The relationship between King Saul (Israel’s first king) and David (Saul’s successor) was fraught with jealousy, fear, and mistrust. The king’s resentment of David’s heroic fame as a warrior in his army incited Saul to try to kill David. After Saul made several attempts on his life, David fled. While hiding out in the enemy territory of Gath, David hoped he wouldn’t be recognized. But servants of Achish, the king of Gath, saw David and said, “Isn’t this David, the king of the land? Isn’t he the one they sing about in their dances: ‘Saul has slain his thousands, and David his tens of thousands’?” (1 Samuel 21:11).
The people of Gath likely regarded David as Israel’s king because of his spectacular military triumph over their own Philistine army. Without a doubt, this knowledge would have fueled Saul’s jealousy of David. But it also sent terror into David’s heart. The king of Gath would probably try to kill David, too, so he pretended to be insane. The ruse worked, and Achish let David go unharmed (1 Samuel 21:12–15).
Earlier, the women of Israel had chanted this verse after David killed the giant Goliath: “When the men were returning home after David had killed the Philistine, the women came out from all the towns of Israel to meet King Saul with singing and dancing, with joyful songs and with timbrels and lyres. As they danced, they sang: ‘Saul has slain his thousands, and David his tens of thousands’” (1 Samuel 18:6–7).
In ancient times, it was the custom for wives, mothers, and daughters of Israel’s warriors to compose songs with lyrics that memorialized the men’s success in battle (Exodus 15:21; Judges 5:1–31). It’s highly improbable that Saul had literally killed thousands of Philistines or that David had killed tens of thousands. The language of the song was meant to be figurative, celebrating Israel’s overwhelming victory over their Philistine adversaries. Both Saul and David were praised in the chorus, but the women credited David with more kills and greater honor than their king, and this realization infuriated and greatly displeased King Saul.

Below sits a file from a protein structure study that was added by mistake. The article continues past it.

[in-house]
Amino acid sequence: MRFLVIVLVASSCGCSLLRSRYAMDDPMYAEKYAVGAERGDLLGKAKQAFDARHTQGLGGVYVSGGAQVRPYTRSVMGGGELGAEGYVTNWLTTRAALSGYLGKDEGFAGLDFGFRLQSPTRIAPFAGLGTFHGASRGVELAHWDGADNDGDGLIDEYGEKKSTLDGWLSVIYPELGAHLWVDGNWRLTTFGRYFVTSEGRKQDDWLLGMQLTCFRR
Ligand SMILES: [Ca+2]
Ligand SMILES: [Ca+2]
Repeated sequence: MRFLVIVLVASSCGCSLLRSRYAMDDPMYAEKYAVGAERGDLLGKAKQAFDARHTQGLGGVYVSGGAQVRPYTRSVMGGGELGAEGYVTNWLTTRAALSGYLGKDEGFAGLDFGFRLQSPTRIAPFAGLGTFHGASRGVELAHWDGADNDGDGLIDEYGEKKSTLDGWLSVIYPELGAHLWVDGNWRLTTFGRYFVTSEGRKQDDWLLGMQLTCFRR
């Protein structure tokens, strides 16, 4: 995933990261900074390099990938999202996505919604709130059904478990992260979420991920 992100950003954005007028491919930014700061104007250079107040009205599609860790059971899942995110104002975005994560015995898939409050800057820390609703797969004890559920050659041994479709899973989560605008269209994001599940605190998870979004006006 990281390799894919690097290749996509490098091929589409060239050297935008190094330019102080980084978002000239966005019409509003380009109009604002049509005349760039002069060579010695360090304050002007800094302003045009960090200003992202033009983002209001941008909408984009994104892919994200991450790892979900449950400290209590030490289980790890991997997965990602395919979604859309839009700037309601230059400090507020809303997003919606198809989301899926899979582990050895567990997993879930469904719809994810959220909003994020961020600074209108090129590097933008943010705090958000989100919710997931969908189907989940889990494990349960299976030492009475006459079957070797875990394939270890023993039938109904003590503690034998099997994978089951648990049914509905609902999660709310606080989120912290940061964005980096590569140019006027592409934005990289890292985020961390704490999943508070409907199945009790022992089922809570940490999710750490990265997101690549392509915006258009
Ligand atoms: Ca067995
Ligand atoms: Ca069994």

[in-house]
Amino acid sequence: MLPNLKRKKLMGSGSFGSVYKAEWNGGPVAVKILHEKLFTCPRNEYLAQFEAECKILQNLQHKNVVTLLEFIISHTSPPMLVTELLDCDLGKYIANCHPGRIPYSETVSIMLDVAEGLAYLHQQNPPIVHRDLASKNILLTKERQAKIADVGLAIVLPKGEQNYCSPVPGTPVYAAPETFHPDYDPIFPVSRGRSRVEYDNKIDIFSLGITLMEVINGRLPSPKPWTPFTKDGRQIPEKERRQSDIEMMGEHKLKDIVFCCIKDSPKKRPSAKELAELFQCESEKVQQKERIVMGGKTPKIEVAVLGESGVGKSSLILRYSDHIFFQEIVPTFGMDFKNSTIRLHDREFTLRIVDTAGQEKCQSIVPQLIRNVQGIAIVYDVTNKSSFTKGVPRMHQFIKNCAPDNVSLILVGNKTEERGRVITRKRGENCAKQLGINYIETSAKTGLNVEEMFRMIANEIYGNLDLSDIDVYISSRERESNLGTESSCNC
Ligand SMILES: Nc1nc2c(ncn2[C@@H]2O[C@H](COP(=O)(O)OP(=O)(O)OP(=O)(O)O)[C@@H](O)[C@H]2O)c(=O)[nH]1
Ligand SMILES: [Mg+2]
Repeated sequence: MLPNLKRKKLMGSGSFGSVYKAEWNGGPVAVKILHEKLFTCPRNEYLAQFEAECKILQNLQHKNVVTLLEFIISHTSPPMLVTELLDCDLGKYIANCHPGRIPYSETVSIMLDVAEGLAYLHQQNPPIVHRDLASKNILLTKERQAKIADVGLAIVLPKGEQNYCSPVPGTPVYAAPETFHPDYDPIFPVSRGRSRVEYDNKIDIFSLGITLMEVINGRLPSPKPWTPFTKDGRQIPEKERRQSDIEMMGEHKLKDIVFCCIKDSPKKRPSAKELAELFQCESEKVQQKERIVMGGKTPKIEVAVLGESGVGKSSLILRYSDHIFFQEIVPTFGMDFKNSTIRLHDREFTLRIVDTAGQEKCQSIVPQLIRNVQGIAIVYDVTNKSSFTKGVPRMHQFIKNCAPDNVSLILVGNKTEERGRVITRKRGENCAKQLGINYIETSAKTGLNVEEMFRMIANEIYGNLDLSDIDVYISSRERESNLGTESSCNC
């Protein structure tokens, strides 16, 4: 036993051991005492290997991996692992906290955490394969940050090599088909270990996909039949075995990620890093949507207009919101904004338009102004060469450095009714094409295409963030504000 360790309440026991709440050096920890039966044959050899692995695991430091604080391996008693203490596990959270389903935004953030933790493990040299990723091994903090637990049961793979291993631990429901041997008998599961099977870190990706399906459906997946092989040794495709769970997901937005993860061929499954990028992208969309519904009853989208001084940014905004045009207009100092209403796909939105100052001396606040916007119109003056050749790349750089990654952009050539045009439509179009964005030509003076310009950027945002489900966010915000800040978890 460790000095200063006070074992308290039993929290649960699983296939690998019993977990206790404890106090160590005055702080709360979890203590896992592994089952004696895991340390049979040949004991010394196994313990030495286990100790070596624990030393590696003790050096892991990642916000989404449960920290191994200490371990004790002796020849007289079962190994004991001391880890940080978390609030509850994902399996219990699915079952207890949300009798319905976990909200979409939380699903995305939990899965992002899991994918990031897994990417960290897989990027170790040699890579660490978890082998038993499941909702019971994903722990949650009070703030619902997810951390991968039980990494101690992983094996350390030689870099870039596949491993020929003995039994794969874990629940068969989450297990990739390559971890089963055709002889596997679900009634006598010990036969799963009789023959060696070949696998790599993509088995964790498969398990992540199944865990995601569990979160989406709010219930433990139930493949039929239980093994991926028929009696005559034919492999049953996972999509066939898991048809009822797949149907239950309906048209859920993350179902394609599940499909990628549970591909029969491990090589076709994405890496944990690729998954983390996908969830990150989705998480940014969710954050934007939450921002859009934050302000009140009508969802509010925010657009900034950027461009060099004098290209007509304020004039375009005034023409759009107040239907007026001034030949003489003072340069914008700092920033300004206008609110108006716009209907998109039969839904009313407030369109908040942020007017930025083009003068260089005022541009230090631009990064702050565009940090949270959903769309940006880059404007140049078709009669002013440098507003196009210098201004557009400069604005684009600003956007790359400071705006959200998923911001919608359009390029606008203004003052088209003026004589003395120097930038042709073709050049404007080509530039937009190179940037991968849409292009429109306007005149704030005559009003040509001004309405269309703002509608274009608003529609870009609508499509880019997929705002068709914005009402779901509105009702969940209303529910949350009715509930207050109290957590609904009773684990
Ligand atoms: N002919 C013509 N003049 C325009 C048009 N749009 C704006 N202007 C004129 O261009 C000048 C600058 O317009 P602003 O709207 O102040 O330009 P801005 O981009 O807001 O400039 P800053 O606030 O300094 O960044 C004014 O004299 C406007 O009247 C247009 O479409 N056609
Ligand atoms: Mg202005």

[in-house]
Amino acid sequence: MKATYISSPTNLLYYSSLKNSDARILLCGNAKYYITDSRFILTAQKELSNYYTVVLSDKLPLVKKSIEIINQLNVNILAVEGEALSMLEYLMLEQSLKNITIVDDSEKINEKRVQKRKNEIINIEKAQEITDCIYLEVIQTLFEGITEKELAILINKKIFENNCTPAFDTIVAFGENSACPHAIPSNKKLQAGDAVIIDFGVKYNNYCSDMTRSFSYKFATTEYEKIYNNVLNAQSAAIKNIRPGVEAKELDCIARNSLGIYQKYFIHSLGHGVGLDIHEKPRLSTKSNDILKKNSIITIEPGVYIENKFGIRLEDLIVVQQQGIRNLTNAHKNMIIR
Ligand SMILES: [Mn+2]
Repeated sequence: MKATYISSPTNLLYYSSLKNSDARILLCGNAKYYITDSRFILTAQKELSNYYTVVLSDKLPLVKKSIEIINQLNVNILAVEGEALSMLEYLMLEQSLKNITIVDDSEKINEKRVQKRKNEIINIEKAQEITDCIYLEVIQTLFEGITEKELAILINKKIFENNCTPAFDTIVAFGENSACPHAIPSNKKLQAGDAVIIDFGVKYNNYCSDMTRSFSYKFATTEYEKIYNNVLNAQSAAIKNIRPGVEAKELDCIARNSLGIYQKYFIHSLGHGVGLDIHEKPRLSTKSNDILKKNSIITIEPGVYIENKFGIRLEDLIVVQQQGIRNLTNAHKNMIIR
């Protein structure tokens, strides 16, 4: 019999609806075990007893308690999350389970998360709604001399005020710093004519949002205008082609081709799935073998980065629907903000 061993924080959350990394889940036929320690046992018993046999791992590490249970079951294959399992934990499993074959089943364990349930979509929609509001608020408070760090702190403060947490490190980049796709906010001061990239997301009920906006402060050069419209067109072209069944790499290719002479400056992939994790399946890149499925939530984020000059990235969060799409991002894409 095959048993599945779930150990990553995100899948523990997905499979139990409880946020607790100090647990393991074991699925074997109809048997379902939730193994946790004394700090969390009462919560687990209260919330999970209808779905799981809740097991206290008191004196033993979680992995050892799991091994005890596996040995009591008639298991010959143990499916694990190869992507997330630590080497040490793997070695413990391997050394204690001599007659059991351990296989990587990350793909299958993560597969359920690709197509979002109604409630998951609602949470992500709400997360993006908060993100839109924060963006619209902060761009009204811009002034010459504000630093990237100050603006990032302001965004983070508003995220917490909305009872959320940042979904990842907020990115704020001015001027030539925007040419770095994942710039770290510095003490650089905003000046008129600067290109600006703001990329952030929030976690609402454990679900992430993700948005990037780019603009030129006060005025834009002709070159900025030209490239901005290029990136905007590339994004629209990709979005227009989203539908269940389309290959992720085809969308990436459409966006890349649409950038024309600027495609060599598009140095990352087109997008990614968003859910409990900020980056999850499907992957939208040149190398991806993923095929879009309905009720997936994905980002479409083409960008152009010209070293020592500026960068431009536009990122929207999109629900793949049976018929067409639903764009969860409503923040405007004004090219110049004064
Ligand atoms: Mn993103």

It was also customary in days of old for kings and not soldiers to receive credit for victory in battle. But the lyrics, “Saul has slain his thousands and David his tens thousands,” elevated David, the soldier, above Saul, the king. “They have credited David with tens of thousands,” Saul thought, “but me with only thousands. What more can he get but the kingdom?” Saul burned with jealous anger toward David for the rest of his life, eyeing him with suspicion and often outright hostility (1 Samuel 18:8–9).
The king’s intense reaction to the refrain, “Saul has slain his thousands and David his tens thousands,” may have been associated with an earlier prophecy by Samuel. The prophet had warned Saul that the kingdom of Israel would be torn from him and given to an anonymous neighbor—“to one better than you” (1 Samuel 15:28).
“Fire tests the purity of silver and gold, but a person is tested by being praised,” declares the teacher in Proverbs 27:21 (NLT). The praise of humans is like a bubbling cauldron, bringing what lies in our hearts to the surface. When David heard the women singing, “Saul has slain his thousands and David his tens thousands,” he revealed an inward humbleness unspoiled by pride. On the other hand, Saul let bitterness, envy, arrogance, and a desire for glory boil up from the dregs of his heart as he heard David receiving the praise he felt that he was due.